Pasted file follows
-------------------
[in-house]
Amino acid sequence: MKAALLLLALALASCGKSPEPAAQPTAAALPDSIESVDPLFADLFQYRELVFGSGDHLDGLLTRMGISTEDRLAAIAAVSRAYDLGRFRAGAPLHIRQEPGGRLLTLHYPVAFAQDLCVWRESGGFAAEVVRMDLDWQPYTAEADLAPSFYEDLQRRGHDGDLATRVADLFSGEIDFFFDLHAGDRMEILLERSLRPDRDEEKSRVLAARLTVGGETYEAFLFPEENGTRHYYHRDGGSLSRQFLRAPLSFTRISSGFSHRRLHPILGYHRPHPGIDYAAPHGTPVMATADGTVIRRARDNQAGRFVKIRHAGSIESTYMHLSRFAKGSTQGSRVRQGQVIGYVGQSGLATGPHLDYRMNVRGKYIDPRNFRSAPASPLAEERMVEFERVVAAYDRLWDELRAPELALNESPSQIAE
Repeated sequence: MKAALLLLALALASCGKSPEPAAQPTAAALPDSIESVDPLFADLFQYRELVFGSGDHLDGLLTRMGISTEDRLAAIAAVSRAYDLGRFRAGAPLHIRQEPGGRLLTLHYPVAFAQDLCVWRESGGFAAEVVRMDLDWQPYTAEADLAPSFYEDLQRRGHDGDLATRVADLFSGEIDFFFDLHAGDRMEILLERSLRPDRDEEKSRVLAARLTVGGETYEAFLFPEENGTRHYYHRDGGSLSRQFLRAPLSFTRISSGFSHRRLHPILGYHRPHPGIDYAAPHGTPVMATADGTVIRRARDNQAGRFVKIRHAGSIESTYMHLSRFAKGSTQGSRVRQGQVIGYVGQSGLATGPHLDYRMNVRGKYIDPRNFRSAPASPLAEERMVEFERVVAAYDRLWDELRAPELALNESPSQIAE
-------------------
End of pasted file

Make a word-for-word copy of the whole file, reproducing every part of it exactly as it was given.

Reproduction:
[in-house]
Amino acid sequence: MKAALLLLALALASCGKSPEPAAQPTAAALPDSIESVDPLFADLFQYRELVFGSGDHLDGLLTRMGISTEDRLAAIAAVSRAYDLGRFRAGAPLHIRQEPGGRLLTLHYPVAFAQDLCVWRESGGFAAEVVRMDLDWQPYTAEADLAPSFYEDLQRRGHDGDLATRVADLFSGEIDFFFDLHAGDRMEILLERSLRPDRDEEKSRVLAARLTVGGETYEAFLFPEENGTRHYYHRDGGSLSRQFLRAPLSFTRISSGFSHRRLHPILGYHRPHPGIDYAAPHGTPVMATADGTVIRRARDNQAGRFVKIRHAGSIESTYMHLSRFAKGSTQGSRVRQGQVIGYVGQSGLATGPHLDYRMNVRGKYIDPRNFRSAPASPLAEERMVEFERVVAAYDRLWDELRAPELALNESPSQIAE
Repeated sequence: MKAALLLLALALASCGKSPEPAAQPTAAALPDSIESVDPLFADLFQYRELVFGSGDHLDGLLTRMGISTEDRLAAIAAVSRAYDLGRFRAGAPLHIRQEPGGRLLTLHYPVAFAQDLCVWRESGGFAAEVVRMDLDWQPYTAEADLAPSFYEDLQRRGHDGDLATRVADLFSGEIDFFFDLHAGDRMEILLERSLRPDRDEEKSRVLAARLTVGGETYEAFLFPEENGTRHYYHRDGGSLSRQFLRAPLSFTRISSGFSHRRLHPILGYHRPHPGIDYAAPHGTPVMATADGTVIRRARDNQAGRFVKIRHAGSIESTYMHLSRFAKGSTQGSRVRQGQVIGYVGQSGLATGPHLDYRMNVRGKYIDPRNFRSAPASPLAEERMVEFERVVAAYDRLWDELRAPELALNESPSQIAE